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December 08, 1966 - Image 8

Resource type:
Text
Publication:
The Michigan Daily, 1966-12-08

Disclaimer: Computer generated plain text may have errors. Read more about this.

PAGE EIGHT

THE MICHIGAN DAILY

THURSDAY, DECEMBER 8, 1966

... 1TTH I~G N AL HRSADCMBR816

There was a fine back from Purdue
Who, after the game wanted something to do.
But she said, "Take it easy,
Your hands are too Griese!
Wipe them off on HAPPY BIRTHDAY TO U.
(Waiting for you are copies galore
at your favorite gift or book store.)

-. i

P.Ortei
By CLARK NORTON
Mutt and Jeff would be jealous.
A man-mountain so big he
doesn't have anybody to practice1
with and a 5'2" cohort who relies
on starvation diets to meet hisI
weight.
Sometimes the behemoth, heavy-
weight Dave Porter, lifts the light-
weight, 123 pound Bob Fehrs, up
with one hand in a playful gesture.
But only between wrestling meets.
The rest of the time it's all busi-
ness.
Night and Day,
Although on opposite ends of
the weight spectrum, Porter and
Fehrs, anchor-men of this year's,
version of Cliff Keen's Michigan
mat squad, have been in the past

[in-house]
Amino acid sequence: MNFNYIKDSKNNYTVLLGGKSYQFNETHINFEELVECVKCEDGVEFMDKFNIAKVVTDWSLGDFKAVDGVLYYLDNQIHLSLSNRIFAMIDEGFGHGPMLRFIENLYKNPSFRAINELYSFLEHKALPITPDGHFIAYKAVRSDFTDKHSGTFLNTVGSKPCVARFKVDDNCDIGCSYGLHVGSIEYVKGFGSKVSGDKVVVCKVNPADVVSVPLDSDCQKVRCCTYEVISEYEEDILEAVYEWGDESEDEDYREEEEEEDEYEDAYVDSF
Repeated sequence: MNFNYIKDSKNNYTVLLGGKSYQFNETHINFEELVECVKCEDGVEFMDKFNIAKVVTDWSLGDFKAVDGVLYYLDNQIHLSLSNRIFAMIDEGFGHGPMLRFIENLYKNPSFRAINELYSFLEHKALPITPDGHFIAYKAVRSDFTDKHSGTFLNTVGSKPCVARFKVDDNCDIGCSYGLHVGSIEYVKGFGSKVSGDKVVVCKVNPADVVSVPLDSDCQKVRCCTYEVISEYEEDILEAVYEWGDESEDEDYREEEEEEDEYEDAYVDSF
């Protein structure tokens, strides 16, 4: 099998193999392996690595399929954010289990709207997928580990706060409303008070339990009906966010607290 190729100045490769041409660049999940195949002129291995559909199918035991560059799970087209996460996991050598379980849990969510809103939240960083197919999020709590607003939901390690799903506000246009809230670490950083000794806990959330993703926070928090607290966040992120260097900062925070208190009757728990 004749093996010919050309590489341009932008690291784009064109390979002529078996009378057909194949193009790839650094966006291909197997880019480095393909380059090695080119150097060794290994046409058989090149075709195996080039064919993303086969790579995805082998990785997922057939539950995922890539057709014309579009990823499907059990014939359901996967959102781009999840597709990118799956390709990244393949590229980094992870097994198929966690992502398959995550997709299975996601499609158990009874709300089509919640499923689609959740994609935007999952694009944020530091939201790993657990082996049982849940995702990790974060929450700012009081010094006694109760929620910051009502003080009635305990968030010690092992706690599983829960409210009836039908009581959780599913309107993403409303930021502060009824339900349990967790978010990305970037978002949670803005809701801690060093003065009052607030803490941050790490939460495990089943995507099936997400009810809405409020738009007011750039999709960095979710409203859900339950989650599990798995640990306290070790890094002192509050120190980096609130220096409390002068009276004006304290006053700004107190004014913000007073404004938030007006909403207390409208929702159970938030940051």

consistently on the same end of;
the won-loss ledger. The one that
makes coaches smile.

F*

Fe/rs

Pace

Graduate Student
Informal Coffee Hour
TODAY
3:30 5:30 P.M.

VIP

Fehrs, a senior and this year's vacuum cleaner pulling up dust
captain, is a two-time Big Ten once he gets hold of me."
champ, and twice runnerup in the But this year's wrestling squad
national championships in his isn't going to be like a typical
weight division. Specializing in freshman English theme either,
pins, Fehrs was named the out- which starts with a flourish, ends
standing wrestler in the confer- with a bang, and falls flat in the
ence last year. No small task when middle.
you remember that Porter was Most prominent among the con-
part of his competition. tenders for starting roles in the
"Bgby Huey" Porter, a junior, remaining weight classes is senior
has tasted defeat but once in his Jim Kamman, who, although
varsity career, that to a former overshadowed by the accomplish-
national c ha m p ion in last ments of his two teammates, has
year's Midlands tournament, which exhibited the potential to join
annually inaugurates the season Fehrs and Porter in a possible
for the grapplers. The 240 pound- national championship triumvirate
er who doubles as a football line- this season. Kamman ironically
man was unstoppable from that placed third in both the Big Ten
point. The Big Ten champion- and NCAA tournaments as a 157-